Volunteer, 24, was killed while cleaning enclosure
DUNLAP, Calif. – Authorities said Thursday they believe a lion killed a 24-year-old volunteer at a Central California animal park after it escaped from a feeding cage and attacked her while she was cleaning its larger enclosure area.
Fresno County Coroner David Hadden said Dianna Hanson died instantly when the 550-pound lion broke her neck, apparently with a swipe of a paw.
Investigators believe the 5-year-old male African lion used a paw to lift a partially open door that was meant to keep him in a cage and out of the enclosure while Hanson cleaned, Hadden said.
“The lion had been fed, the young woman was cleaning the large enclosure, and the lion was in the small cage. The gate of the cage was partially open, which allowed the lion called Cous Cous to lift it up with his paw,” Hadden said. “He ran at the young lady.”
Hadden said Hanson was talking with a co-worker on a cellphone in the moments before she was killed. The co-worker became concerned when the conversation ended abruptly and Hanson failed to call back, the coroner said. The co-worker then called authorities when she went to check on Hanson. Sheriff’s deputies shot Cous Cous after he couldn’t be coaxed away from Hanson’s body.
Hadden said the investigation into Hanson’s death continues.
Hanson had been working for two months as an intern at Cat Haven, a 100-acre private zoo east of Fresno. Hanson was a 2011 graduate of Western Washington University, where she majored in biology.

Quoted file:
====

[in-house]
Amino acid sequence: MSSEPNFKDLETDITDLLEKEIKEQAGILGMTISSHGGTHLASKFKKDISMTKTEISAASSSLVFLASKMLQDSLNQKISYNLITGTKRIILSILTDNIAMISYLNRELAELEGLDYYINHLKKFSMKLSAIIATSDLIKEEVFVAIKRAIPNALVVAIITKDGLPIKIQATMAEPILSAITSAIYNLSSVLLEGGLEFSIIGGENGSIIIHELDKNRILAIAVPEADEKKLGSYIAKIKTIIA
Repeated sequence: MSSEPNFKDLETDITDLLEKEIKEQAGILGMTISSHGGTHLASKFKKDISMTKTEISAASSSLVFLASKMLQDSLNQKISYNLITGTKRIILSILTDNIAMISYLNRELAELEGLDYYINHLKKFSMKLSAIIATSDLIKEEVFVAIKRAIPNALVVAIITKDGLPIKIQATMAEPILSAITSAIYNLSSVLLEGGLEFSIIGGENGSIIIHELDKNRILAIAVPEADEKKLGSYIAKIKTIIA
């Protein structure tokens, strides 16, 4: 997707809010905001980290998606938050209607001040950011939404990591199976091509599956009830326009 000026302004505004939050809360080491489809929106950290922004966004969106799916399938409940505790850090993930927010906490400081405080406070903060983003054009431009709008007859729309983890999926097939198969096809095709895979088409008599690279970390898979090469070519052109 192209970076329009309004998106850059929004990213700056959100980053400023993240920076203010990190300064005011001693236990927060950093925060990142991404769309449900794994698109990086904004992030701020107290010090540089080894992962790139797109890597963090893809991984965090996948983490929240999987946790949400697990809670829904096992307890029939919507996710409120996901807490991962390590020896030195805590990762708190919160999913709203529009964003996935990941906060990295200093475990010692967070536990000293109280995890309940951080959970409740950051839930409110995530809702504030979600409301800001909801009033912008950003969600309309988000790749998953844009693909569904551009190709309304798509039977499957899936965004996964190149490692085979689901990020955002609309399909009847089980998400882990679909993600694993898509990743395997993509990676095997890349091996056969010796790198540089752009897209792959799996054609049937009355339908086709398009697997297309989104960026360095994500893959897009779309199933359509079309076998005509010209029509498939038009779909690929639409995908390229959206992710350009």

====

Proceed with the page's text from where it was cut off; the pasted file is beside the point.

Her father, Paul Hanson, described his daughter as a “fearless” lover of big cats and said her goal was to work with the animals at an accredited zoo. She died doing what she loves, he said.
That love was apparent on her Facebook page, which is plastered with photos of her petting tigers and other big cats. She told her father she was frustrated that Cat Haven did not allow direct contact with animals.
“She was disappointed because she said they wouldn’t let her into the cages with the lion and tiger there,” said Paul Hanson, a Seattle-area attorney.
The owner of the zoo said Thursday that safety protocols were in place but he would not discuss them because they are a part of the law enforcement investigation. Dale Anderson said he’s the only person allowed in the enclosure when lions are present.